Going underground with TfL

Accomplish • Pulse #4 • 5 min
By Lesley Brown

‘This train is now ready to depart, please stand clear of the doors. Mind the closing doors.’ This announcement is made countless times every day on London Underground (LU), commonly known as the Tube, and is familiar to the ears of millions of Londoners and visitors as they make their way across the British capital. But before accessing the trains, the passenger journey typically involves a trip underground by escalator, or lift. Pulse went underground with Public Transport Authority Transport for London (TfL) to find out how this vital equipment is kept safe and efficient.

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Opened in 1863, London Underground (LU) is the oldest metro system in the world. Alongside Beijing and Shanghai, it is also one of the largest networks with 11 lines covering 402km. And alongside Paris and Moscow, it is also notable for being one of the busiest networks, getting around five million passengers from A to B every day. With its station platforms sometimes located more than 50m below street level, maintaining and upgrading the escalators and lifts is crucial for keeping people safe and on the move.

The figures speak for themselves: today, the London Underground has a total of 217 lifts (compared to 167 in 2017) for its 270 stations, 144 of which are now operational 24 hours a day on Fridays and Saturdays as part of Night Tube. As for escalators, 448 are in use up to 20 hours a day, seven days a week, 364 days a year. Together, they support the movement of 1.3 billion people per year!

Yet with only three escalators in some stations, having just one out of action can disrupt passenger flow and create bottlenecks. In order to mitigate the risks, Transport for London (TfL) has a continual programme of maintenance and renewal in place for its lifts and escalators.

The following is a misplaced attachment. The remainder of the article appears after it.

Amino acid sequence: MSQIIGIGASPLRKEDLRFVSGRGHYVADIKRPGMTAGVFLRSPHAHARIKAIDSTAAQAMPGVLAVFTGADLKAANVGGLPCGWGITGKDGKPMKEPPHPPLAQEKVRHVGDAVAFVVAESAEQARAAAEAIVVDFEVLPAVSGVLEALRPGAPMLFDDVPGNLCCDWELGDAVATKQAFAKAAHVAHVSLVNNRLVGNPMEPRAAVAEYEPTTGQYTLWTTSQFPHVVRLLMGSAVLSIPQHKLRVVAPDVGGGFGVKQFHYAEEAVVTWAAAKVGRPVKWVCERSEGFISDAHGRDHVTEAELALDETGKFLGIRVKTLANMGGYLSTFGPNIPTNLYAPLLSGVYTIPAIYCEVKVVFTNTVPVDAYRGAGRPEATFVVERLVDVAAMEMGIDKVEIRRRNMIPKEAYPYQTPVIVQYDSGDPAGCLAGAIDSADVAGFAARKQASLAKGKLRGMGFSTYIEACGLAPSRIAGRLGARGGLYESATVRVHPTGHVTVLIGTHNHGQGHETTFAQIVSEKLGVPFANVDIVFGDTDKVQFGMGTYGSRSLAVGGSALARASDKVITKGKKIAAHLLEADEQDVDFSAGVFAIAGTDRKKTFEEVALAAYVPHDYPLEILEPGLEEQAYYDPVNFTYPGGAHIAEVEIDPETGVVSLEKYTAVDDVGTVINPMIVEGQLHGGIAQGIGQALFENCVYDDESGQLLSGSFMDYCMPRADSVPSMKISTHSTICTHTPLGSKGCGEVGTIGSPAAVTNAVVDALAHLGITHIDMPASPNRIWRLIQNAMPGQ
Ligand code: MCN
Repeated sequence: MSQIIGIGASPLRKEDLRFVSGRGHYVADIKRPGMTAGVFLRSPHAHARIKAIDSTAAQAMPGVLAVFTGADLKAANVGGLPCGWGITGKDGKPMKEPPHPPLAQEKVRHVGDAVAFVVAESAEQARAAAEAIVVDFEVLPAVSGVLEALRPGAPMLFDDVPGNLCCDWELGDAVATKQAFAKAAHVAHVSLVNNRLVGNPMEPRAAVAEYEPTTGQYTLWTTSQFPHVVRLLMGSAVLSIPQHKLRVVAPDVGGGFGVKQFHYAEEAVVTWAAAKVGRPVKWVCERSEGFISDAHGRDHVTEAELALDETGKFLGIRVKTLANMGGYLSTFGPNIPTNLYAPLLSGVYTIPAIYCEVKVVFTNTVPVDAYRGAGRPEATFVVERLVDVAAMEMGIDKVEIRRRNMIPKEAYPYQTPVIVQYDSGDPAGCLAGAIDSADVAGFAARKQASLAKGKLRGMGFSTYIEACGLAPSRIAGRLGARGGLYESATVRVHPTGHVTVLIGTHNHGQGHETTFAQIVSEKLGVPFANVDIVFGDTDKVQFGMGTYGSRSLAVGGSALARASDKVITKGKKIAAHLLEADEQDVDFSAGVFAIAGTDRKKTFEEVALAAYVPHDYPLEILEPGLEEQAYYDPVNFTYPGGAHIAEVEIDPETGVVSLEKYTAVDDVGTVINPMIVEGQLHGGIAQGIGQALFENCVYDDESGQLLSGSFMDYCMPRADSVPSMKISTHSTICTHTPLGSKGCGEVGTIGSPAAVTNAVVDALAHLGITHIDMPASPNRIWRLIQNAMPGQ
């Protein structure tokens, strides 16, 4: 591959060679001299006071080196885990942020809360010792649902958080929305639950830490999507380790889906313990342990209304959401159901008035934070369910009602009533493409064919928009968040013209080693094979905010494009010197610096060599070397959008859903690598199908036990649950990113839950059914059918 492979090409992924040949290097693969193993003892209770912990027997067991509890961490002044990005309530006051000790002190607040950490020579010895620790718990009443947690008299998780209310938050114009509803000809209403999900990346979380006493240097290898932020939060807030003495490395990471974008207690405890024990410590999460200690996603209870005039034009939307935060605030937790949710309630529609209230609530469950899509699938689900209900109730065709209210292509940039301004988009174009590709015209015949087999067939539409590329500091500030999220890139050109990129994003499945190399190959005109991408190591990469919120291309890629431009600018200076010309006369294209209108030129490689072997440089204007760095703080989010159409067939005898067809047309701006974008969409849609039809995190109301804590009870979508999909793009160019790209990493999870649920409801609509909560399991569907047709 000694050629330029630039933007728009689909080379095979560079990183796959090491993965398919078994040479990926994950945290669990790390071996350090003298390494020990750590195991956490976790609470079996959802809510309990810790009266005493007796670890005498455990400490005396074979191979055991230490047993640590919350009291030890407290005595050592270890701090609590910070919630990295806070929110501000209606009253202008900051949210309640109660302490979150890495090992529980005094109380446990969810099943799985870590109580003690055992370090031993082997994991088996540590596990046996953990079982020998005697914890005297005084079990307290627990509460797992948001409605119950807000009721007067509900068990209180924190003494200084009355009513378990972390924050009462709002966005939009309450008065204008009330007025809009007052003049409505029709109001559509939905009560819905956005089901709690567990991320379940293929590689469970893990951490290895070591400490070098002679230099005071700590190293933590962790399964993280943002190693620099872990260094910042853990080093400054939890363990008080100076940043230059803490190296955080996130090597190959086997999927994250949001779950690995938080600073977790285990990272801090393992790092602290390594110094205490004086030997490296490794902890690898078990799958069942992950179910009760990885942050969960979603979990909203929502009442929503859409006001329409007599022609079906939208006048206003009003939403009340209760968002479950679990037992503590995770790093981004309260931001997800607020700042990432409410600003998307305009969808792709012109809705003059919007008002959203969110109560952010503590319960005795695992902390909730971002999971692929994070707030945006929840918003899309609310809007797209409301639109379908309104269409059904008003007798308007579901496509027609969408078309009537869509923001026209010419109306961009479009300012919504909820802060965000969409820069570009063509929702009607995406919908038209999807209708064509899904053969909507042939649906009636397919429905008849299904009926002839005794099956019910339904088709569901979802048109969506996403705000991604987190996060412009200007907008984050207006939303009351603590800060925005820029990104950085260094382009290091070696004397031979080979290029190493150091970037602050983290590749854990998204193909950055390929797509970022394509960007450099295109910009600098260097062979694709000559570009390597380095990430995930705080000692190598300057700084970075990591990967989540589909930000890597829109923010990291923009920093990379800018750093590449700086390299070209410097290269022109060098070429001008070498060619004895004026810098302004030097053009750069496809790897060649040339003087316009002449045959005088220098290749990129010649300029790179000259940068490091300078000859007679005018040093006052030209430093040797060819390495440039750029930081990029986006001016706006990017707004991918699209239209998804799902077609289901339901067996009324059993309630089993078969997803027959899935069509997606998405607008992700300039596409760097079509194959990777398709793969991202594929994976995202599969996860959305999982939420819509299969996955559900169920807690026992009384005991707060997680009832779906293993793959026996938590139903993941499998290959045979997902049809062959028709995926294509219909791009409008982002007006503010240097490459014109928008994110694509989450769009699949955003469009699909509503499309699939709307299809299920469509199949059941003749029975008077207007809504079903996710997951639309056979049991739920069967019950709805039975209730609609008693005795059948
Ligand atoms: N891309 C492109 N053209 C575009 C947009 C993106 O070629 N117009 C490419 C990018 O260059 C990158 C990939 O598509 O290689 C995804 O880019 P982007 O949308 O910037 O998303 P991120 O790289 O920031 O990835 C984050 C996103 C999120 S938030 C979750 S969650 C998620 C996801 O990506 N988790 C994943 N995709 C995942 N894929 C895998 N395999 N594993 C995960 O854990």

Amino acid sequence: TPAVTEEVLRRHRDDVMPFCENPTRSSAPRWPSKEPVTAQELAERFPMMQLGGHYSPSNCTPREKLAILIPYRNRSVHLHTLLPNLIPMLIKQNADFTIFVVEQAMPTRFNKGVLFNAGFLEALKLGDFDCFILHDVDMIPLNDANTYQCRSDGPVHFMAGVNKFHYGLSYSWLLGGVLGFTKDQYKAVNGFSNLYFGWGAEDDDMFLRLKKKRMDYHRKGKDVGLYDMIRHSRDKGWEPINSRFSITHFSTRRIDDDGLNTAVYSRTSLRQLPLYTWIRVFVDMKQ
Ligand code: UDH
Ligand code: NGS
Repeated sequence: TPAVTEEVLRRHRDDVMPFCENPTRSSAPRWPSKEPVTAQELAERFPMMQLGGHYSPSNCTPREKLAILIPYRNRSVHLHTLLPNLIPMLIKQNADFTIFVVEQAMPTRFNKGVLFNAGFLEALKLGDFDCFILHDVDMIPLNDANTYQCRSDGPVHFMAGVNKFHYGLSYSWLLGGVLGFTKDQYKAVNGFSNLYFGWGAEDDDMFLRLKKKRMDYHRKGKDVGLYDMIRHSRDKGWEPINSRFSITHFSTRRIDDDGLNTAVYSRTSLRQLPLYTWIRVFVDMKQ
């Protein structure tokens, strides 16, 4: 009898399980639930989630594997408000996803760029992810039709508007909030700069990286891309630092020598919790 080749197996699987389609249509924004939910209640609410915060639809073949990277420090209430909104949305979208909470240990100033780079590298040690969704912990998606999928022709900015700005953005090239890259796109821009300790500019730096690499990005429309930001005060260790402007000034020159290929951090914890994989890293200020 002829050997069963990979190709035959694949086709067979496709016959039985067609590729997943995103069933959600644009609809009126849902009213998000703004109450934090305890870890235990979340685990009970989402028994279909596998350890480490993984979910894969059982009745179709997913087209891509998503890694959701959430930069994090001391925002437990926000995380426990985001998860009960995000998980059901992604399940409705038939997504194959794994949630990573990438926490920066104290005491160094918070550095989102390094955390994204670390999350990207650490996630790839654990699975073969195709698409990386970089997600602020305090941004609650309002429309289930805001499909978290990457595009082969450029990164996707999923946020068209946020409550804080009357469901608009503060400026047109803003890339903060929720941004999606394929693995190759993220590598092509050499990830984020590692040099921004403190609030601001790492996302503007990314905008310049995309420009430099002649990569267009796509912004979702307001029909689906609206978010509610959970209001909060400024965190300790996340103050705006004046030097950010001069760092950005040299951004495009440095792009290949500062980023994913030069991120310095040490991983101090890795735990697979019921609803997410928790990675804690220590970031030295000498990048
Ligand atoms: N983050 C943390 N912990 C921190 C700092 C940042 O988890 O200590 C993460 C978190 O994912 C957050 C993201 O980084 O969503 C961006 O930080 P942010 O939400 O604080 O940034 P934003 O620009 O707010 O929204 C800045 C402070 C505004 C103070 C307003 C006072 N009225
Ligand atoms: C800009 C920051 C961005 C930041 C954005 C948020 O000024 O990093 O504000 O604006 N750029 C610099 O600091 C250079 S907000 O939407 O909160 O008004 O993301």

Escalators are re- furbished every 20 years and replaced every 40 years to meet high performance levels. By way of comparison, lifts are replaced every 20 to 30 years depending on the model; they receive a routine maintenance check every two weeks, full safety and operational testing every six months, and a partial refurbishment every ten or fifteen years.


Given the sheer depth of many stations, the works are often carried out in a challenging physical environment. “We’re working within concrete or steel cast tunnel rings that we can’t move,” Dan Marsh, senior project manager at TfL, told Pulse. “It’s not like building an extension on your house; you are physically constrained. You can’t get more space. This puts a lot more emphasis on the planning side of the sequence of activities.”

Furthermore, each station has its own unique characteristics when it comes to layout and access routes. This means that TfL has to dismantle the escalators into smaller, modular sections in order to transfer them through the station to the work site.

The maintenance teams may have to work within a tight box but they have to think outside it, too. Access is complicated not only by the limited space available in the narrow 19th-century shafts but also by the drainage, electricity and fire sprinkler networks which crosscut the escalator and lifts shafts.

Beyond access issues, the considerable size and weight of the escalators and lifts can present challenges, too. By way of example, a typical heavy-duty escalator weighs 40 tonnes and a heavy-duty lift 5 tonnes. The deepest lift haft — 58m — is at Hampstead, while the longest escalator at 60m, with a vertical rise of 27.5m, is housed within Angel station.


As far as possible, during renovation and upgrading operations, station closures are avoided, and work goes on out of public sight behind hoardings, day and night. “Because we work behind hoardings, we’re not really constrained by working access,” says Dan Marsh. However, for passenger safety reasons, activities like cutting and welding, and larger equipment deliveries can only go on when the station is closed to minimise risks to the public.